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  6. I found this post through Mandy DeGeit's post, and I'm totally shocked by the way this guy has been treating his authors. What a total jerk off.

    I'm sorry this happened to you and Mandy, and I look forward to reading your stories as they should be published, by a publisher that respects you and your work.

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  7. I, too, found this through Mandy DeGeit's post. I'm sorry this happened to you.

    I submitted a story to Women of the Living Dead. I think it odd that the editor for that was listed as Jody Giangregorio, but he's the one doing the editing. Also, he put a smiley emoticon in his email to me. That should've clued me in to how unprofessional he is. I put my phone number on my submission since it's standard manuscript format, but I didn't expect him to call since the internet is a thing. He phoned me the next day, talking a mile a minute. (He called from a Brooklyn, NY number, and I'm a slow-talking Southerner.) He said he *might* accept my story, but it needed a lot of tweaking. Well, I had an experience with someone in the past changing my story without my permission, and I didn't like his tone, so I told him to choose someone else's story. He got angry, said he was sorry he'd wasted his time, and hung up. (I may have called him a douchebag before he hung up; I can't remember.) I'm just glad I dodged a bullet.

    I understand the lure of having publishing credits. Getting in with a professionally-paying publisher is hard. (I've been trying for three years to no avail.) However, there are plenty of small presses that treat you professionally even if they can't pay you professionally. Good luck.

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    1. Chin up! I wrote about you/this over on my Books of the Dead blog:

      http://www.booksofthedeadpress.com/2012/05/when-publishing-goes-wrong.html

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  8. Bravo!

    There are a lot of small presses out there that take advantage of writers and/or undermine their work--ultimately sapping confidence and output. A friend of mine was (justifiably) bemoaning just this sort of thing tonight on the phone and saying, "I don't feel like trying any more."

    I wish more people would speak out against poor treatment of writers, and publishers who do not honor contracts.

    Wishing you much success in you future endeavors....

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  9. Nobody has the right to do this to your work. The idea that "this is how publishing works" is straight up bullshit. Professionals do not behave in this manner. This is amateurishness of the first order. You have my complete support to speak out.

    Eric Stanway

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  10. The thing to remember is this: Anthony Giangregori is small potatoes. He will likely be out of business within a year anyway, especially if these are his practices. As I discovered when I went to my first World Horror Convention this year, the horror fiction industry is largely made up of small press publishers that consist of a couple of people with day jobs publishing books out of their garage. There were a ton of those at the convention. And I did not see this guy there pushing any of his imprints (I would remember). At THE horror convention. Rest assured, Alyn, that you can call this guy out with no negative repercussions to yourself.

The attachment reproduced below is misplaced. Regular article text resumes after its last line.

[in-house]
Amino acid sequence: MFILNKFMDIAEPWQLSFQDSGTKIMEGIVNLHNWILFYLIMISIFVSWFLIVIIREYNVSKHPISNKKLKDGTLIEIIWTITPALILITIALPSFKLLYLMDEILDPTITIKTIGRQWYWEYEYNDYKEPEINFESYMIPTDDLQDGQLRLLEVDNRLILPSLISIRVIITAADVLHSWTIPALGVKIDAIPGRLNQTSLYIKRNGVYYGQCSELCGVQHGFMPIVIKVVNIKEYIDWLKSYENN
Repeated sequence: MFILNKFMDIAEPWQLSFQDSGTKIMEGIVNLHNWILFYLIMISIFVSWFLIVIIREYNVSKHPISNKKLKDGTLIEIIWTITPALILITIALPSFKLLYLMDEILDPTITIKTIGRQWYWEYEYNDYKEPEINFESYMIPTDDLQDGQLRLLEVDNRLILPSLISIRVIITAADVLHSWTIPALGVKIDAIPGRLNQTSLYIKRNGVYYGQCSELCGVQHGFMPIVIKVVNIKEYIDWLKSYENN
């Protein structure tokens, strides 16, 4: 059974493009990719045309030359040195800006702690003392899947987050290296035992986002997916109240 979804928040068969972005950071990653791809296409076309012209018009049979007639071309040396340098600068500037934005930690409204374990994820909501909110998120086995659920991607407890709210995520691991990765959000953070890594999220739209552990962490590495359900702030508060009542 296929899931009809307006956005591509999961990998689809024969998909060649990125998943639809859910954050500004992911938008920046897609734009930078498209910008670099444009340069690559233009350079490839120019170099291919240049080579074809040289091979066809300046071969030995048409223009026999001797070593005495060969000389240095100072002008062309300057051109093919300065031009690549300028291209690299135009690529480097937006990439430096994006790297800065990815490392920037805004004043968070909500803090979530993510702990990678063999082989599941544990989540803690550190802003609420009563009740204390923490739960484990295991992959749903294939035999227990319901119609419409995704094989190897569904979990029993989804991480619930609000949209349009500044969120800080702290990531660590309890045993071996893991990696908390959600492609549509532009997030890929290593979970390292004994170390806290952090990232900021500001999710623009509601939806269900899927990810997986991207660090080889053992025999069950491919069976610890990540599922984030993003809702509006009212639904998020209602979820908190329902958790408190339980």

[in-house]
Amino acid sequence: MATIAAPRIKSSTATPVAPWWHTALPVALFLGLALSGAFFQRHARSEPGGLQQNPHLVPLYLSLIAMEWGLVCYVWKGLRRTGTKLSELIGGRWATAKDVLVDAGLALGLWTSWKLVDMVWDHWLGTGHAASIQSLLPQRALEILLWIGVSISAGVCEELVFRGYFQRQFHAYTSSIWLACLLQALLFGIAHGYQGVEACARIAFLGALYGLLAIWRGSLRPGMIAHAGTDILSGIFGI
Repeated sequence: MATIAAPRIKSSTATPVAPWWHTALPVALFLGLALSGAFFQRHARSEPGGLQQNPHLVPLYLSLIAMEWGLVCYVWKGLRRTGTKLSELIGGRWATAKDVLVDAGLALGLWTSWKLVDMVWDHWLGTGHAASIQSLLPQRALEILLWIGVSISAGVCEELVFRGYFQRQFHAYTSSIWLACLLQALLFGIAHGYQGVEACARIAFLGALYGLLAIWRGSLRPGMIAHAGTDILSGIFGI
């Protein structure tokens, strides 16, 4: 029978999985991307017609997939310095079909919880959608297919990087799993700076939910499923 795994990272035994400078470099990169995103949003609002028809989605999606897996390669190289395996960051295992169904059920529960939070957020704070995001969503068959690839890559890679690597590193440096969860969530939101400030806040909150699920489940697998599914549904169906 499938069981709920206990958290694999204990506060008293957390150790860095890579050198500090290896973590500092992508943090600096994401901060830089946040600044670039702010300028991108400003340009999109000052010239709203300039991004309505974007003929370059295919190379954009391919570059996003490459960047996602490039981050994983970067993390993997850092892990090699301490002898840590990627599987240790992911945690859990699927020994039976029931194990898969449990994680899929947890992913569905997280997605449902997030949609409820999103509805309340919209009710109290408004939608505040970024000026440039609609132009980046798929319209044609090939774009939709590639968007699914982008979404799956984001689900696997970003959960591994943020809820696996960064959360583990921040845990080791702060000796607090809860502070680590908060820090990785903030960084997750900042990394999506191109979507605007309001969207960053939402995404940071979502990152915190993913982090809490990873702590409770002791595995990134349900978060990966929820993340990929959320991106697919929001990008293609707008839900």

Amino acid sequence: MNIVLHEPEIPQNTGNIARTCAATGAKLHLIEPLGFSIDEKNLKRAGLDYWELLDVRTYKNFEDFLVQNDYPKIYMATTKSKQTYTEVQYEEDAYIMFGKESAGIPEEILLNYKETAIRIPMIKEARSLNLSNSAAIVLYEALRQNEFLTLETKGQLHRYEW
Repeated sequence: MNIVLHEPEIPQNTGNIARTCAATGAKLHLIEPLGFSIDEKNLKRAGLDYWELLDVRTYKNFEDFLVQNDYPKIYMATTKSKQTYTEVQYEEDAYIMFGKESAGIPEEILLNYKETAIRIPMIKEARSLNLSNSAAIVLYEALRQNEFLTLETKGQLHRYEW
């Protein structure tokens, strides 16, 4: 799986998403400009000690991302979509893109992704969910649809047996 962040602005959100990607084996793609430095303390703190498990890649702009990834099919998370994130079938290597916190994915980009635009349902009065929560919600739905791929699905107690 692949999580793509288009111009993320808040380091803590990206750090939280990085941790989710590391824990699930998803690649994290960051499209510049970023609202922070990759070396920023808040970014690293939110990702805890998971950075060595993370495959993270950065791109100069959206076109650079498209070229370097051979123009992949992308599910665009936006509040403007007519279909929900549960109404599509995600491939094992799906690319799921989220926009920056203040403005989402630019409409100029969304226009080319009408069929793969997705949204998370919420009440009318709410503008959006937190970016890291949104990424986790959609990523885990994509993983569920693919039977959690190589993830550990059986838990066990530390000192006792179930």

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  11. We in the writing community support each other. We're all in this together. Sorry to hear of your experience...I read Mandy's story as well...this is such a horrific story of a publishing experience. Not all publishers are bad, mind you but...all I can say is the same thing I posted on Mandy's blog:

    I think a mistake we as writers often make (and I made this mistake with my first publisher) is research. How often do we think to look at background information on publishers we are supposed to trust? I learned the hard way. It wasn’t only until they took 6-8 months to merely edit my story (whereas my contract said they would have the book released in that time after signing), delayed my release date twice and barely communicated. Upon looking up reviews of the publisher, I found nothing but negative reviews from readers and writer. Some readers were saying they would never purchase a book from this company. I talked to a writer who had been waiting two years to get a 25,000 word novella released. I also found out they did not print the books themselves- they use Createspace and don’t even sell books through their website. Which means they are not a publisher, they are more like distributor. Just disorganized, unprofessional and didn’t know how to communicate. I withdrew from the contract before they printed the book. I then self-published within three weeks, with professional editing, cover art and the works. I doubt I’ll ever use a publisher again, but as I said, they are not all bad.

    Don’t give up on publishers, but for any you are interested in, do research into their reputation before you ever submit a word to them. Talk to other writers who have used the company prior and get their opinions of their experience. Talk to the publisher themselves too and gauge whether they seem professional or not. Look at the books they have published. We’re in a tough industry these days, but if we look out for ourselves as well as other writers, like you have done here, then we’ll work it all out. We’re all in this together. Good luck!